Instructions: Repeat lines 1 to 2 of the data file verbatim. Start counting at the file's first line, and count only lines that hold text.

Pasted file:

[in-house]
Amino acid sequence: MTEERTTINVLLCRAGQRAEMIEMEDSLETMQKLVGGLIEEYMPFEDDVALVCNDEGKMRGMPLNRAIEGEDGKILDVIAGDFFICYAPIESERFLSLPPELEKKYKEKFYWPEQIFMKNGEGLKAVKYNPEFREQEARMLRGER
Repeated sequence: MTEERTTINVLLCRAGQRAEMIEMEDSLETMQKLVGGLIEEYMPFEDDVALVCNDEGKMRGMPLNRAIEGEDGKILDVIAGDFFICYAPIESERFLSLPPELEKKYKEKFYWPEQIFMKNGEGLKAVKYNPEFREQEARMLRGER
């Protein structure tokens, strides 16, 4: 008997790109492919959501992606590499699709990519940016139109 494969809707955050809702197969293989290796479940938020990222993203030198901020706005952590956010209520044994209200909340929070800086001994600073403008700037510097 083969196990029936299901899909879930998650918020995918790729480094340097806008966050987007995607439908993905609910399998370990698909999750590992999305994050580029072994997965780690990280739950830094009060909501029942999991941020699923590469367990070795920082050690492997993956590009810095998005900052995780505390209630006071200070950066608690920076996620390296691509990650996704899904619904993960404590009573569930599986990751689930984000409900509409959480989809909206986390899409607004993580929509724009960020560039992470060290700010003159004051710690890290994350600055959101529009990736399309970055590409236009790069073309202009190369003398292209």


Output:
[in-house]
Amino acid sequence: MTEERTTINVLLCRAGQRAEMIEMEDSLETMQKLVGGLIEEYMPFEDDVALVCNDEGKMRGMPLNRAIEGEDGKILDVIAGDFFICYAPIESERFLSLPPELEKKYKEKFYWPEQIFMKNGEGLKAVKYNPEFREQEARMLRGER